Asking prices surge 3% in just one month
The unexpected outcome of the general election has given a shot in the arm to sellers and agents leading to a 3.0 per cent rise in asking prices in just one month according to Rightmove.
It says the average asking price of a property on sale is now £8,460 higher than just over four weeks ago, at £294,351 - an all-time high.
Six out of 10 regions have set record high asking prices and the imbalance between supply and demand is worsening in more areas of the country, the portal claims.
“Agents report that the election surprise has given a boost to market sentiment, driven by more certainty about future economic and taxation policies. While would-be buyers have been able to respond quickly to these events, many potential sellers have so far failed to come to market. This has pushed up some of the asking prices of those properties that have been marketed, meaning that buyers are faced with paying a new average record price high for the more limited choice available” explains Miles Shipside, Rightmove director and housing market analyst.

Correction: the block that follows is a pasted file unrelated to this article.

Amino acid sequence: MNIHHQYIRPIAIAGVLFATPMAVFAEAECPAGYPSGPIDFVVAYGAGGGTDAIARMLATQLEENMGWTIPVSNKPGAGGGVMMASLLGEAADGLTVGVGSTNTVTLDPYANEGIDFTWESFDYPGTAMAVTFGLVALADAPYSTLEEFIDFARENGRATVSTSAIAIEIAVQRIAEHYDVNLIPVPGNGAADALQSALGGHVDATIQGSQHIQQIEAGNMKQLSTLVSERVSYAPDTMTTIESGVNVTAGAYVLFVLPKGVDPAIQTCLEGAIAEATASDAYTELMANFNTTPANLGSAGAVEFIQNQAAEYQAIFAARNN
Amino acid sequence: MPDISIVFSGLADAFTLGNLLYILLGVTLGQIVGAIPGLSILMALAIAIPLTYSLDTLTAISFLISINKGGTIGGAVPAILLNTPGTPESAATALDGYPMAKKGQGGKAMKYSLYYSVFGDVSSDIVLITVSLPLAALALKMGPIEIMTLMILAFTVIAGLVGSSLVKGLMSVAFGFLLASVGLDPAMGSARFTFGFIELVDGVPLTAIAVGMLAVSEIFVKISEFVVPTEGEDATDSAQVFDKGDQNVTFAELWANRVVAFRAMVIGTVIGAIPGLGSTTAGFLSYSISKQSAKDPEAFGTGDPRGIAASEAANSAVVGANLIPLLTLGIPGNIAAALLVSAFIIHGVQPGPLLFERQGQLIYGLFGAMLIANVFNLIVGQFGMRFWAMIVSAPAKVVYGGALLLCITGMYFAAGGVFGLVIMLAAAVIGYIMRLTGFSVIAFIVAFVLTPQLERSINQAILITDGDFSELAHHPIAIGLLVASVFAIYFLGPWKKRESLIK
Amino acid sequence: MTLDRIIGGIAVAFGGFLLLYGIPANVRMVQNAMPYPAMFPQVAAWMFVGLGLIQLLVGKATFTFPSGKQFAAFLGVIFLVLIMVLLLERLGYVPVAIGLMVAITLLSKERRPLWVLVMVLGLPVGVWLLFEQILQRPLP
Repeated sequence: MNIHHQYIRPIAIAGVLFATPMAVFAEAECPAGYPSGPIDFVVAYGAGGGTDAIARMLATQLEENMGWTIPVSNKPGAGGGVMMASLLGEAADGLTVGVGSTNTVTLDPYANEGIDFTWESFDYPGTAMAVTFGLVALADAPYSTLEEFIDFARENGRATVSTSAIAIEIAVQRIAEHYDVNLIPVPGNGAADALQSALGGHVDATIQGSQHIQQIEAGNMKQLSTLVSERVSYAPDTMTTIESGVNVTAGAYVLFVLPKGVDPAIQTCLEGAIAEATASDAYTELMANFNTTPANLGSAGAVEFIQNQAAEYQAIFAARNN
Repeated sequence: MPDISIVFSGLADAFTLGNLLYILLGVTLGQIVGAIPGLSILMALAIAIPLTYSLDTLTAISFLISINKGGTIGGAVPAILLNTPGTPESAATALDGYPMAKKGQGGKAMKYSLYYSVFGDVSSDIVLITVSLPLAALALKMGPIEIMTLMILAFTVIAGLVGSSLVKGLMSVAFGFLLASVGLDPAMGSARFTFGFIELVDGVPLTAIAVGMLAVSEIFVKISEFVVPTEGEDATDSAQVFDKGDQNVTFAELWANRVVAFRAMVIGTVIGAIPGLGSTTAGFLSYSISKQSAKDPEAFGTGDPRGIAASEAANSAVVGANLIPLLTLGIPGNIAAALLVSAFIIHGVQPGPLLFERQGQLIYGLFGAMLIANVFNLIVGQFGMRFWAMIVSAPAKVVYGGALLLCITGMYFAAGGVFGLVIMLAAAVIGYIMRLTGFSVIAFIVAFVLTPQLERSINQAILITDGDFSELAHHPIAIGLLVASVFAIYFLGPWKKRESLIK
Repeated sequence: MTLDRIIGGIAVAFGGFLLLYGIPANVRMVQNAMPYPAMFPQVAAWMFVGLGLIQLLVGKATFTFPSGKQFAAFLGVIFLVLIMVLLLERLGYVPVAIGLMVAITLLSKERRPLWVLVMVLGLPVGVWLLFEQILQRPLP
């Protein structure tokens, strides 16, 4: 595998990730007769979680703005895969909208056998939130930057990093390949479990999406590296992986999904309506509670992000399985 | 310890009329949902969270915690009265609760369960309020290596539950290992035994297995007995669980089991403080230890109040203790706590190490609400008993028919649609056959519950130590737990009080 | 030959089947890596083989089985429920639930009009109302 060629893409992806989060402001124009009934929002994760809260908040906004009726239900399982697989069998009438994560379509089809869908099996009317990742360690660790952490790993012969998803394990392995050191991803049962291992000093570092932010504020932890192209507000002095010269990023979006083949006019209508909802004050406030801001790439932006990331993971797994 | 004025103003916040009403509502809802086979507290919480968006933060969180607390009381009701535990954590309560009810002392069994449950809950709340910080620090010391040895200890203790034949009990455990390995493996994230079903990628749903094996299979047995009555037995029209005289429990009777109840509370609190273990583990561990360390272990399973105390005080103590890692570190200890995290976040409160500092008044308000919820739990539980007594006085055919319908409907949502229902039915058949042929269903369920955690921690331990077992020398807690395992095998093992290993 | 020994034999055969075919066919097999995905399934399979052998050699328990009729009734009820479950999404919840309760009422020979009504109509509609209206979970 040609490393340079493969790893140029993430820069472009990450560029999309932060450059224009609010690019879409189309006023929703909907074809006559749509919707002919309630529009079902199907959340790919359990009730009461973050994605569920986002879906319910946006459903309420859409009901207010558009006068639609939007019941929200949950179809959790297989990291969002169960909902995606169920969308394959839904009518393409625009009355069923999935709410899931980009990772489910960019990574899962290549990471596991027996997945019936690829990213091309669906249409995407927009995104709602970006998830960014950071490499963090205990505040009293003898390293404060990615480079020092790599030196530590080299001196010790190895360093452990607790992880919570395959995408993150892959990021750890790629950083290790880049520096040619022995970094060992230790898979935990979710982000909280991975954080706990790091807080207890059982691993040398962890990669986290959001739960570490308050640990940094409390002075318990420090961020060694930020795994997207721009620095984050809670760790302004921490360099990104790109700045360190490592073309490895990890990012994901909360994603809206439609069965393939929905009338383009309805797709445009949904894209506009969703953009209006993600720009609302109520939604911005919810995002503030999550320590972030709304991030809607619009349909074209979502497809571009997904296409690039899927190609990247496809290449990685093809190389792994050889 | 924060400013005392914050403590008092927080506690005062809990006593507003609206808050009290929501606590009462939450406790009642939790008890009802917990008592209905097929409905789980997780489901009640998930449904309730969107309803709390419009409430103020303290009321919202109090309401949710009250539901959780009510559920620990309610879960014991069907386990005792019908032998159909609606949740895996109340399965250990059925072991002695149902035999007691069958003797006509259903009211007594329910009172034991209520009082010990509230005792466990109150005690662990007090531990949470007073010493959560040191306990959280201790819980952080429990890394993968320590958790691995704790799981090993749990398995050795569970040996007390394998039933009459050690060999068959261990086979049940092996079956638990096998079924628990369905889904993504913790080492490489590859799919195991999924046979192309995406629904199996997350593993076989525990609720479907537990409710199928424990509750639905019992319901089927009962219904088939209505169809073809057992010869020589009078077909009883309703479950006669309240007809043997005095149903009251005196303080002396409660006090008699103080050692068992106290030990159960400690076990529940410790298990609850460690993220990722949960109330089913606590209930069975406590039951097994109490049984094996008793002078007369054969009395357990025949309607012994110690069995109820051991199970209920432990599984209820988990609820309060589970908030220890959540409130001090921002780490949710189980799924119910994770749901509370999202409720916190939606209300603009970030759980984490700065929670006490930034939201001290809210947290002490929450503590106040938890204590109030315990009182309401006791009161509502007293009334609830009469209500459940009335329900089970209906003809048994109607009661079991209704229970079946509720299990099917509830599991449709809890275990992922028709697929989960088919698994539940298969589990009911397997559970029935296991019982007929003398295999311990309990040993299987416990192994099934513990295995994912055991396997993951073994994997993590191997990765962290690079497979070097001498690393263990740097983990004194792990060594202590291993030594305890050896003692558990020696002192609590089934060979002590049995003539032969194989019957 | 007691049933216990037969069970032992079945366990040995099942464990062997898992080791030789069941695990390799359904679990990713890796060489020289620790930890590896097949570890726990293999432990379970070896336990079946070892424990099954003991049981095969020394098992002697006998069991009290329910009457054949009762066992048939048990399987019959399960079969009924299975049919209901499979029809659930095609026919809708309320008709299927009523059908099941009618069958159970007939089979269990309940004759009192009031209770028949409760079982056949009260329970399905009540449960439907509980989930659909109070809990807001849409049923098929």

The previous asking price record was £286,133 set in April of this year. Pre-election jitters contributed to a small fall of 0.1 per cent in Rightmove’s May index revealed last month, which has made the size of the rebound in June appear somewhat more dramatic.
However, while June’s 3.0 per cent rise is partly catching up on lost ground from last month’s fall, it is also a reflection of strong housing demand not being matched by suitable supply in many parts of the country says Rightmove.
Evidence of this is that six out of ten regions have set new record price highs this month as the supply/demand imbalance and consequent upwards price pressure continue to head further north. As well as the four southern regions, both the East Midlands and West Midlands reached all-time price highs this month.
“The aftermath of the previous general election in May 2010 saw a 17 per cent surge in fresh stock, and a similar increase would have been a welcome—albeit temporary—relief for the under-supplied housing market, as well as for choice-starved buyers. Instead supply has tightened further, underlining the effects of the historic lack of new build” says Shipside.